What does all this tell us? Well, we could certainly benefit by taking our stare away from our European navels and looking out to the rest of the world, before they truly wake up to the trouble we’re in. Not only could they teach us that the real game is being played out far from Europe and we had better shape up: they would also be unlikely to forgive us easily for dragging them and the rest of the world into recession.

Saturday, 5 November 2011

The Centre Left goes to...Australia!

The Centre Left is, as they say in all the best rock bands, "on hiatus" (usually, apparently, around the time they start "not feeling it") for a couple of weeks.

On the minus side, the last major left-wing government in Europe, Spain, will probably fall while I'm away (although a last-minute rush for Rubalcaba is still possible, given that the alternative is fairly awful). Come to think of it, so might the rest of Europe, which might have me returning to a dystopian, Mad Max landscape, peopled by hordes of marauding Greeks. Ok, maybe not.

On the plus side, I will land in one of the only (perhaps the only) major left-wing democracies left in the West (and no, a cohabiting Obama does not count). And the surfing is apparently rather good, too.

Who knows, I may return to regale you of tales of how Labour Party Prime Minister Julia Gillard explained to me how the left could win again in the UK (it worked for Tony Blair with Paul Keating, after all, as noted here). Well, as I'm going to Sydney and I imagine she works in Canberra, coupled with the fact that, er, she has no idea who I am, probably not. However, I should note that my former Party colleague and fellow Labour Uncut writer, John McTernan, has just disappeared off to be her spin doctor. So you never know how or when those learning points might filter back to the UK to win the day for Labour...

See you all in a couple of weeks.

Friday, 4 November 2011

The world still doesn’t know about the PSC

Well, from my New Statesman article last Friday about anti-semitism, the Palestine Solidarity Campaign (PSC) and their fellow-travellers, I learned a couple of things: that there are an awful lot of crazy people in the world, most of whom, it seemed, wanted to comment on my piece; and that there are also sensible, decent people on the left who simply don’t know this stuff is going on.

Anyway, since PSC chair Hugh Lanning has now posted a response piece at the NS, I should try and correct what he has said.  It is not difficult to take apart his argument, but I shall do it, for completeness and because I am, frankly, a bit bloody-minded.

Thursday, 3 November 2011

Labour vindicated on the economy? Not so fast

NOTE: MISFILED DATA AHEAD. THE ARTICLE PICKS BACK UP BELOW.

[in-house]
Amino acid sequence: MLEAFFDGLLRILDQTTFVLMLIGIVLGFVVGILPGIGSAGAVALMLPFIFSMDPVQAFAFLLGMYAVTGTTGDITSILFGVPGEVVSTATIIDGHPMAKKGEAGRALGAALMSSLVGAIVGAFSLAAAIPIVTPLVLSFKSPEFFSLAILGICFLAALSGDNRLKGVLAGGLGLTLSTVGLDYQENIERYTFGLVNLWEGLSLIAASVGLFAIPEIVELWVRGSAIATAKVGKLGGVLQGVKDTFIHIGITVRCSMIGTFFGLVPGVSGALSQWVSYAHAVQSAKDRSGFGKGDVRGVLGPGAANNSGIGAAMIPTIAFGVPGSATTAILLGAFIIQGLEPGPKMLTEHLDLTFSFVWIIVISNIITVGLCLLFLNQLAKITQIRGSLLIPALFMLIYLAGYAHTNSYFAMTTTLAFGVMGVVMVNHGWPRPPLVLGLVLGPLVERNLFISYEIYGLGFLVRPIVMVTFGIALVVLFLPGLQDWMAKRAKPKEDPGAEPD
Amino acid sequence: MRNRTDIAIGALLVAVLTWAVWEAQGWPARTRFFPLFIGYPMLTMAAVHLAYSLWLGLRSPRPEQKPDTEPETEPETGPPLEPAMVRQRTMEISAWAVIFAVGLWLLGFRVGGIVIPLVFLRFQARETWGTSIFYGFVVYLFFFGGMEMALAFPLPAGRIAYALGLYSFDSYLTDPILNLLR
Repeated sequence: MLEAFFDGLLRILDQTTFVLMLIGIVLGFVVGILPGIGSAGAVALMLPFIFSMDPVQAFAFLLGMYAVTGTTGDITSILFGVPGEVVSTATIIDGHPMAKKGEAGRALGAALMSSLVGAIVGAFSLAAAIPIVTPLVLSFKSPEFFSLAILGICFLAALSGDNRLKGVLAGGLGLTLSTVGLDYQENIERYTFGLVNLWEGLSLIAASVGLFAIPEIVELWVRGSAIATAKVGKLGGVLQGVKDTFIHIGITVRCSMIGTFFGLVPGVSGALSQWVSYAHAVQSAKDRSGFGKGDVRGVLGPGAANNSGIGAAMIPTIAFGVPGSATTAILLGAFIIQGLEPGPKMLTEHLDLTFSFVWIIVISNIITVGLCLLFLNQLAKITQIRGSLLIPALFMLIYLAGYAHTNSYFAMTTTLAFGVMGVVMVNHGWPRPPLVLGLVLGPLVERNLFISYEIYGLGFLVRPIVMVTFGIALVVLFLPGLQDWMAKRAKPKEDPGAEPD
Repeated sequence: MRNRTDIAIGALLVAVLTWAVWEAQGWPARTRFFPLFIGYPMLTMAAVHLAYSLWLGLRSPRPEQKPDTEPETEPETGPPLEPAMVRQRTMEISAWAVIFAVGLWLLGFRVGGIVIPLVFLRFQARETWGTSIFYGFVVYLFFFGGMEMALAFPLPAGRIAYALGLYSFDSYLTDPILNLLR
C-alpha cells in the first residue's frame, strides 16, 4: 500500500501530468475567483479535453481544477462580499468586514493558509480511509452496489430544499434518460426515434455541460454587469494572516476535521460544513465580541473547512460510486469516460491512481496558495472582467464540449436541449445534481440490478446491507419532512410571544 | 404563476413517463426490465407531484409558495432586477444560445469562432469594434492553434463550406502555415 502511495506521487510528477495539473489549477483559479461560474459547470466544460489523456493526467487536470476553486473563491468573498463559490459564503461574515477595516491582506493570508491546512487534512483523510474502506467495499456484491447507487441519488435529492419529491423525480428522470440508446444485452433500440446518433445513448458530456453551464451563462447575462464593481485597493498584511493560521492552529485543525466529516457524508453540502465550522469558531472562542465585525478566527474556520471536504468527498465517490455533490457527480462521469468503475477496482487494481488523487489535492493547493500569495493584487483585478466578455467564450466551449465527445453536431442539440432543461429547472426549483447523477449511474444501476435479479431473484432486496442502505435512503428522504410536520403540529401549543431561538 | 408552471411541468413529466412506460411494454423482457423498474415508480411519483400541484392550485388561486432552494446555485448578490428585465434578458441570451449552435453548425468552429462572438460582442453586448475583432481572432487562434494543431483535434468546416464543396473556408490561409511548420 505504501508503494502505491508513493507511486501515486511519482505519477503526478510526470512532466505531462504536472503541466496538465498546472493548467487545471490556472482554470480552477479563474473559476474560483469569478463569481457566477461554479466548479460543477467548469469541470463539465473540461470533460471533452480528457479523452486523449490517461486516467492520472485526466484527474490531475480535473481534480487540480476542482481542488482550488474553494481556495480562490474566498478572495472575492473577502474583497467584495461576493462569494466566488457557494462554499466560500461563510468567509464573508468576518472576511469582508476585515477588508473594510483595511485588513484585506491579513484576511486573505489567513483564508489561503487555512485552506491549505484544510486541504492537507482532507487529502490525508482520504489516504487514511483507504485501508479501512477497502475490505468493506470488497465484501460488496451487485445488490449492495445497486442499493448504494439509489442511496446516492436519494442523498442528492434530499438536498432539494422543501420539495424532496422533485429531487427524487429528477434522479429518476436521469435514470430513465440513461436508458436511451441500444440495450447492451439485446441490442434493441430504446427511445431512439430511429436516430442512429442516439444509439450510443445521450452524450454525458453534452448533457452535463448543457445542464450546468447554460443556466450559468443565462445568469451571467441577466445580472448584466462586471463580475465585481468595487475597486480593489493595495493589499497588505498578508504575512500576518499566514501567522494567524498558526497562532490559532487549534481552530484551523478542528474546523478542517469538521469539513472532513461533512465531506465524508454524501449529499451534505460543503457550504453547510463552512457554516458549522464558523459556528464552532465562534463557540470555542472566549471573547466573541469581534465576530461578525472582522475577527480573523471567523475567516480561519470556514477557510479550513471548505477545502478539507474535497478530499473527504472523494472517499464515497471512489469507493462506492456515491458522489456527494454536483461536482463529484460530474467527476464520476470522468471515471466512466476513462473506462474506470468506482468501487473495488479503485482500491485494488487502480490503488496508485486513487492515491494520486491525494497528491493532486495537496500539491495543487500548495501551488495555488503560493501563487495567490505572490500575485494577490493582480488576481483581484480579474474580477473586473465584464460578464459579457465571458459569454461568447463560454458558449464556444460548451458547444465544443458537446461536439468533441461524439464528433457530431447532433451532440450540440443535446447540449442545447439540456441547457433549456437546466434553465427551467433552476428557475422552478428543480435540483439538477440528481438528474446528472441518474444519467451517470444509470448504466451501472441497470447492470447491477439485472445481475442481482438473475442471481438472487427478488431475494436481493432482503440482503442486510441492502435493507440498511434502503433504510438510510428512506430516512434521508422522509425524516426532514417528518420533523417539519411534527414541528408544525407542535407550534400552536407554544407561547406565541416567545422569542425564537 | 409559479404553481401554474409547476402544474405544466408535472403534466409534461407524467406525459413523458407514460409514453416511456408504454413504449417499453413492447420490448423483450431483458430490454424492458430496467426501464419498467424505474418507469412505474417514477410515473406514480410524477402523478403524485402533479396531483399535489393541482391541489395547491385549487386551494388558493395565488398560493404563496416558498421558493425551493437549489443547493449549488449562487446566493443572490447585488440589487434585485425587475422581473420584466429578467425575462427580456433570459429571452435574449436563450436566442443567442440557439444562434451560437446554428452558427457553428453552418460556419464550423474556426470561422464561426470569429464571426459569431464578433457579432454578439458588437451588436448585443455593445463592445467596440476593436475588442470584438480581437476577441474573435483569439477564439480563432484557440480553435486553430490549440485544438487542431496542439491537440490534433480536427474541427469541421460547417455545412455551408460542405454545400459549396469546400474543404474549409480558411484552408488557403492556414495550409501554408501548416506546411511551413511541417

Polly Toynbee
On Monday Alastair Campbell ran a positive blog piece which points out that a billion pounds worth of infrastructure projects signals a change in the Tories’ previous policy of “no plan B”:

“It is not exactly plan B. But it is an admission of sorts that plan A isn’t working, that their hope that the private sector would fill the gap left by their huge cuts in the public sector (most of which are yet to be felt incidentally) was exactly that – a hope.
Now that the hope has been shown to be largely hopeless, their magic wand having failed to deliver, and more bad figures due this week, they are having to turn back to good old-fashioned public money kickstarting. And about time too.” 

Tuesday, 1 November 2011

Cameron’s history notes 1: Achilles, revisited

Last week, David Cameron had a bad week. But it’s important to understand what kind of a bad week. He’s had not a defeat, but a sour victory in the Commons against his own rebels; but so did Tony Blair on two memorable occasions – Iraq and tuition fees – when he feared he might have to resign, and didn’t. These things, although nerve-wracking at the time, are to some extent part and parcel of being a prime minister.

The extent of the defeat, though large, was rather to be expected over an issue as touchy as Europe and the relative weakness of his electoral position. However, neither does his government look “in office but not in power”, as Norman Lamont described the Major government. And his rebuke by Sarkozy for trying to interfere in a subject, the euro, which Britain long ago put on the long finger its joining up, was also to be expected. Many have criticized his handling of the Commons vote, saying that he was looking for a fight; but it is hardly his fault that half of his backbenchers defy rationality on this subject. And some believe that, despite the bad headlines, he called it right.